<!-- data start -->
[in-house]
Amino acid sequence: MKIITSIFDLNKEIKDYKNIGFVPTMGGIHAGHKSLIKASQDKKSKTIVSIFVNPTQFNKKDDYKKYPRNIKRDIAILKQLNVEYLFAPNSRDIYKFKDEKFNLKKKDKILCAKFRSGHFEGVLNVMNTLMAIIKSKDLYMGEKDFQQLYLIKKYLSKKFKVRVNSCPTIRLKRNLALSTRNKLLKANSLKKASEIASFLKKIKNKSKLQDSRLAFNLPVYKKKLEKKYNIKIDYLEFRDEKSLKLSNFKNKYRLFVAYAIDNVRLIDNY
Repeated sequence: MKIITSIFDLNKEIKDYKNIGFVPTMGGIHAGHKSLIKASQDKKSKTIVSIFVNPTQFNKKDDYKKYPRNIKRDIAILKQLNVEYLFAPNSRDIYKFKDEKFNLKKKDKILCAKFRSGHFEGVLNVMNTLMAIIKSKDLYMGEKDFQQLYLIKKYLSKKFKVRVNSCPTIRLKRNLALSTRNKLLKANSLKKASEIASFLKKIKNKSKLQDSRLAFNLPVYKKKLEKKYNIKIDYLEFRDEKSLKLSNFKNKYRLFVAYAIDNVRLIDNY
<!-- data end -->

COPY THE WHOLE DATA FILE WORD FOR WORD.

[in-house]
Amino acid sequence: MKIITSIFDLNKEIKDYKNIGFVPTMGGIHAGHKSLIKASQDKKSKTIVSIFVNPTQFNKKDDYKKYPRNIKRDIAILKQLNVEYLFAPNSRDIYKFKDEKFNLKKKDKILCAKFRSGHFEGVLNVMNTLMAIIKSKDLYMGEKDFQQLYLIKKYLSKKFKVRVNSCPTIRLKRNLALSTRNKLLKANSLKKASEIASFLKKIKNKSKLQDSRLAFNLPVYKKKLEKKYNIKIDYLEFRDEKSLKLSNFKNKYRLFVAYAIDNVRLIDNY
Repeated sequence: MKIITSIFDLNKEIKDYKNIGFVPTMGGIHAGHKSLIKASQDKKSKTIVSIFVNPTQFNKKDDYKKYPRNIKRDIAILKQLNVEYLFAPNSRDIYKFKDEKFNLKKKDKILCAKFRSGHFEGVLNVMNTLMAIIKSKDLYMGEKDFQQLYLIKKYLSKKFKVRVNSCPTIRLKRNLALSTRNKLLKANSLKKASEIASFLKKIKNKSKLQDSRLAFNLPVYKKKLEKKYNIKIDYLEFRDEKSLKLSNFKNKYRLFVAYAIDNVRLIDNY